The fact is, by being your own boss, you take on full responsibility for your time. Without someone to tell you when or where to work, it’s up to you to discipline yourself.
The problem? Most people are lousy at holding themselves accountable – at work and at home. And particularly when it comes to balancing the two. For instance: How long is your list of really important personal things that you haven’t done in weeks?
It’s all about structuring your day and creating accountability. And there are ways to do this both big and small:
Structuring Small: Personal Reminder Services
There’s no shortage of productivity-focused services. Tools like Remember The Milk can help you stick to a schedule and not forget the important things on your list, while the well-titled HassleMe simply nags you about anything you like, at any interval, over email. The more sophisticated iPing will actually call you.
If these, or similar services, sound like something that can help you, Mashable has a rundown of 30 different reminder services here.
Of course, while reminder services are a useful supplement, really building the discipline needed to structure your day productively might take a more concerted effort.
Structuring Big: Group Co-working
A few years ago, Brad Neuberg, a freelance developer in San Francisco, found himself working around the clock with too little time for personal maintenance. He consulted a life coach, and they together came up with the idea of “coworking”—which, in its original incarnation, was a special event where participants would share a structured workday.
In his words: “Unlike a traditional office, in the Spiral Muse Coworking Group we begin the day with a short meditation and circle to set our personal and work intentions, and check in physically and emotionally with where we are. Then, we work in the amazing Spiral Muse house, sitting at tables or relaxing on couches as we do our work. Even though each of us is doing separate work, perhaps programming or writing a novel, we can feel each others presence, run ideas by the community, or take breaks together at the "watercooler." We take lunch as a group, and then later in the day have a 45-minute break where we do a different healthy activity every day, such as guided yoga, meditation, a nice walk, or perhaps a bike ride in the sun. We end the day at 5:45 PM sharp, supporting each other in both starting a good work day at 9 AM and ending our work in a healthy, balanced way at the end of the day.”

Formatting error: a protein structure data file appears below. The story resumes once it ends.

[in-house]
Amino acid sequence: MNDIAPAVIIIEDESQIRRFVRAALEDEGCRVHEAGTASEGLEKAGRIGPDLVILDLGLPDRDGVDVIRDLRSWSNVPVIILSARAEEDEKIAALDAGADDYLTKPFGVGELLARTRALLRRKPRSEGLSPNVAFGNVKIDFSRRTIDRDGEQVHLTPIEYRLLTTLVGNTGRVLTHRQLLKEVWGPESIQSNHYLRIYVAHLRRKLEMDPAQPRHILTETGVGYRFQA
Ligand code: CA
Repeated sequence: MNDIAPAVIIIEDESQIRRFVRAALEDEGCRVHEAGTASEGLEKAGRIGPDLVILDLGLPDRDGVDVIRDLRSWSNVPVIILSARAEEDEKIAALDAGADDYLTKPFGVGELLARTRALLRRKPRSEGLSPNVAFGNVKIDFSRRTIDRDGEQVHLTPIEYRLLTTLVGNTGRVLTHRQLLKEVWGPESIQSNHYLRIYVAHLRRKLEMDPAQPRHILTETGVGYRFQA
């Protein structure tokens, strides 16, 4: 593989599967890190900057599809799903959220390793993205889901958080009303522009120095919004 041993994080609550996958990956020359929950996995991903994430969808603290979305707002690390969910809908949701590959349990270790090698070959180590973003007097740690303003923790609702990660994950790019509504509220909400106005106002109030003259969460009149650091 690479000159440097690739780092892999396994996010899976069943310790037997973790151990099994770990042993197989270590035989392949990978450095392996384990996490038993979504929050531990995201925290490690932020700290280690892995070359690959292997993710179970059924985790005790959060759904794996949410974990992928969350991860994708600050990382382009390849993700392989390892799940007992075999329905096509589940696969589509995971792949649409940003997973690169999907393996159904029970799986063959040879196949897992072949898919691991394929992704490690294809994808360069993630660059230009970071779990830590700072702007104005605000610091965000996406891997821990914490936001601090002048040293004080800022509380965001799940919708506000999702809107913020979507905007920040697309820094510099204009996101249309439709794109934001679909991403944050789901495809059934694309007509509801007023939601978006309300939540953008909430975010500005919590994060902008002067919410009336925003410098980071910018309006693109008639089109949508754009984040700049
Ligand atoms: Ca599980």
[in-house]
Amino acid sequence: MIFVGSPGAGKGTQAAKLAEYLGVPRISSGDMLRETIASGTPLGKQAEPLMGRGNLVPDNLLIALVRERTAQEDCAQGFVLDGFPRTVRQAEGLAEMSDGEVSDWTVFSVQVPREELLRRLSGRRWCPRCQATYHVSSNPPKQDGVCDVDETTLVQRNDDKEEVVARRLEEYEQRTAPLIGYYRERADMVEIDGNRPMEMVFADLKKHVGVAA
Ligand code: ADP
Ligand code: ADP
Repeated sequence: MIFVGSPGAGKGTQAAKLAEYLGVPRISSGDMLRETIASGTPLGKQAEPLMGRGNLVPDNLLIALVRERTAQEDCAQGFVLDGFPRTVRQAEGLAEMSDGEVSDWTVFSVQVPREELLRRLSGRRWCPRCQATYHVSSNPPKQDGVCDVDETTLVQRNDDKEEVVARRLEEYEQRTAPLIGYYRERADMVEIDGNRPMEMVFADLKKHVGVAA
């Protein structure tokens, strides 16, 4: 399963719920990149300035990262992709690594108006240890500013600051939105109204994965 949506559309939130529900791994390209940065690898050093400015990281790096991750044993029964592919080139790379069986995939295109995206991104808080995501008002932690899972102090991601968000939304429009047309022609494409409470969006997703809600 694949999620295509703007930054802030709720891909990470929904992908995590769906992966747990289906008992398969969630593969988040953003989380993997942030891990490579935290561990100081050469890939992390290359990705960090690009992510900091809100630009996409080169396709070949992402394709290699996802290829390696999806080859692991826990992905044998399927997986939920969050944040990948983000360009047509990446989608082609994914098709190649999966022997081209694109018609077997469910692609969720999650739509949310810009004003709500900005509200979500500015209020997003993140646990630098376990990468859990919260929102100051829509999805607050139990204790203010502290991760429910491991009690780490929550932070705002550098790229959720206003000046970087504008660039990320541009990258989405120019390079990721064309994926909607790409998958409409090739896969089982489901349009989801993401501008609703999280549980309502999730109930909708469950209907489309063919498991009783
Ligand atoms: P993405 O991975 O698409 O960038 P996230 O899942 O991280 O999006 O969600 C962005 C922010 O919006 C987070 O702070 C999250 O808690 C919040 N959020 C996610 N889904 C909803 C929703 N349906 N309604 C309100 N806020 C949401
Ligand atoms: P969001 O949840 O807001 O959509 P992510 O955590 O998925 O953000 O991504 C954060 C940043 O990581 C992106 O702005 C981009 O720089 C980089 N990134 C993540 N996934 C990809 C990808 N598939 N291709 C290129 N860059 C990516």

While the structure Neuberg set up might not work for your particular needs, it’s an interesting model to draw inspiration from. What could you do within your business to lend better, healthier structure to your day? If you adopted a version of Neuberg’s example above into your company’s culture, what would it look like?
***This post comes from Tony Bacigalupo, founder of New Work City, a co-working space in New York City, and a partner at Shift 101, a workspace consultancy. Tony’s fieldwork feeds into the knowledgebase of the Behance Team, who run the Behance Creative Network, the Action Method project management application, and the Creative Jobs List.